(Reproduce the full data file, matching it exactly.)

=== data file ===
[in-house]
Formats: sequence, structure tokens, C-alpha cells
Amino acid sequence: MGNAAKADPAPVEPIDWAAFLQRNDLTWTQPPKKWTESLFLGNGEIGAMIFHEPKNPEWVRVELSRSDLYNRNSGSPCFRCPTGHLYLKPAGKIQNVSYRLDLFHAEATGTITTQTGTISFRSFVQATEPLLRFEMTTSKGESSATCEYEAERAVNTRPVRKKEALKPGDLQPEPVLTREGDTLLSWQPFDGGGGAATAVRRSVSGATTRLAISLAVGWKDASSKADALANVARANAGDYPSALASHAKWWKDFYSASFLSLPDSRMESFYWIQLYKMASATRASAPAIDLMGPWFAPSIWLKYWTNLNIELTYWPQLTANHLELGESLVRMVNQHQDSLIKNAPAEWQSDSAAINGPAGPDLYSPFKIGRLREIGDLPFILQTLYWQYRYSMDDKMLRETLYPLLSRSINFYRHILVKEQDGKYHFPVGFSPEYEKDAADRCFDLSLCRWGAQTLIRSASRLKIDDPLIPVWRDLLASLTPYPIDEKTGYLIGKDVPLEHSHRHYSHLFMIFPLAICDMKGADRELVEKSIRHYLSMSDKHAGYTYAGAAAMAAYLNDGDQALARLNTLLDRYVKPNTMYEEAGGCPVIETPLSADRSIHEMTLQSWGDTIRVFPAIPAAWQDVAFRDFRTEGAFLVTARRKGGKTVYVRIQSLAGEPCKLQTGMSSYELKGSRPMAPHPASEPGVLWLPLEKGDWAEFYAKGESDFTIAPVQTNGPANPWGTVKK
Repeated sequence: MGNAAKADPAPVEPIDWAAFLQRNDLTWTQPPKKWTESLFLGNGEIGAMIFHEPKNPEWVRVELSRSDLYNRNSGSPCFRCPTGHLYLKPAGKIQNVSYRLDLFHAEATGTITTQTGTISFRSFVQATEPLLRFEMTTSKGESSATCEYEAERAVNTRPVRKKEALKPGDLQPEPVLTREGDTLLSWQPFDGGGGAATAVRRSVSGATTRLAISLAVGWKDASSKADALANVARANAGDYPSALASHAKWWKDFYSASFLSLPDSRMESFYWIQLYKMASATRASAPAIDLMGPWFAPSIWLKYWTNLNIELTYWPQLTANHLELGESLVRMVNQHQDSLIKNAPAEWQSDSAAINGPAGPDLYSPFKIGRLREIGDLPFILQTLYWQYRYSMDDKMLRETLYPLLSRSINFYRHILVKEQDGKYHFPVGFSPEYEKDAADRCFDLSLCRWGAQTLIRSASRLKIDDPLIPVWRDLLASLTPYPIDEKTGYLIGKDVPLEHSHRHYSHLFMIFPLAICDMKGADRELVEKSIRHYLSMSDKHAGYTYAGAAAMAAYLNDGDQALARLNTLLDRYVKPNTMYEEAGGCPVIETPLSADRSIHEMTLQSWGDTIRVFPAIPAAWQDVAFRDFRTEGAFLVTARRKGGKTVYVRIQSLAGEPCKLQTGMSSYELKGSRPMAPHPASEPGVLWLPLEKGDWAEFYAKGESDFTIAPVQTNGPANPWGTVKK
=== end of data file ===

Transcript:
[in-house]
Formats: sequence, structure tokens, C-alpha cells
Amino acid sequence: MGNAAKADPAPVEPIDWAAFLQRNDLTWTQPPKKWTESLFLGNGEIGAMIFHEPKNPEWVRVELSRSDLYNRNSGSPCFRCPTGHLYLKPAGKIQNVSYRLDLFHAEATGTITTQTGTISFRSFVQATEPLLRFEMTTSKGESSATCEYEAERAVNTRPVRKKEALKPGDLQPEPVLTREGDTLLSWQPFDGGGGAATAVRRSVSGATTRLAISLAVGWKDASSKADALANVARANAGDYPSALASHAKWWKDFYSASFLSLPDSRMESFYWIQLYKMASATRASAPAIDLMGPWFAPSIWLKYWTNLNIELTYWPQLTANHLELGESLVRMVNQHQDSLIKNAPAEWQSDSAAINGPAGPDLYSPFKIGRLREIGDLPFILQTLYWQYRYSMDDKMLRETLYPLLSRSINFYRHILVKEQDGKYHFPVGFSPEYEKDAADRCFDLSLCRWGAQTLIRSASRLKIDDPLIPVWRDLLASLTPYPIDEKTGYLIGKDVPLEHSHRHYSHLFMIFPLAICDMKGADRELVEKSIRHYLSMSDKHAGYTYAGAAAMAAYLNDGDQALARLNTLLDRYVKPNTMYEEAGGCPVIETPLSADRSIHEMTLQSWGDTIRVFPAIPAAWQDVAFRDFRTEGAFLVTARRKGGKTVYVRIQSLAGEPCKLQTGMSSYELKGSRPMAPHPASEPGVLWLPLEKGDWAEFYAKGESDFTIAPVQTNGPANPWGTVKK
Repeated sequence: MGNAAKADPAPVEPIDWAAFLQRNDLTWTQPPKKWTESLFLGNGEIGAMIFHEPKNPEWVRVELSRSDLYNRNSGSPCFRCPTGHLYLKPAGKIQNVSYRLDLFHAEATGTITTQTGTISFRSFVQATEPLLRFEMTTSKGESSATCEYEAERAVNTRPVRKKEALKPGDLQPEPVLTREGDTLLSWQPFDGGGGAATAVRRSVSGATTRLAISLAVGWKDASSKADALANVARANAGDYPSALASHAKWWKDFYSASFLSLPDSRMESFYWIQLYKMASATRASAPAIDLMGPWFAPSIWLKYWTNLNIELTYWPQLTANHLELGESLVRMVNQHQDSLIKNAPAEWQSDSAAINGPAGPDLYSPFKIGRLREIGDLPFILQTLYWQYRYSMDDKMLRETLYPLLSRSINFYRHILVKEQDGKYHFPVGFSPEYEKDAADRCFDLSLCRWGAQTLIRSASRLKIDDPLIPVWRDLLASLTPYPIDEKTGYLIGKDVPLEHSHRHYSHLFMIFPLAICDMKGADRELVEKSIRHYLSMSDKHAGYTYAGAAAMAAYLNDGDQALARLNTLLDRYVKPNTMYEEAGGCPVIETPLSADRSIHEMTLQSWGDTIRVFPAIPAAWQDVAFRDFRTEGAFLVTARRKGGKTVYVRIQSLAGEPCKLQTGMSSYELKGSRPMAPHPASEPGVLWLPLEKGDWAEFYAKGESDFTIAPVQTNGPANPWGTVKK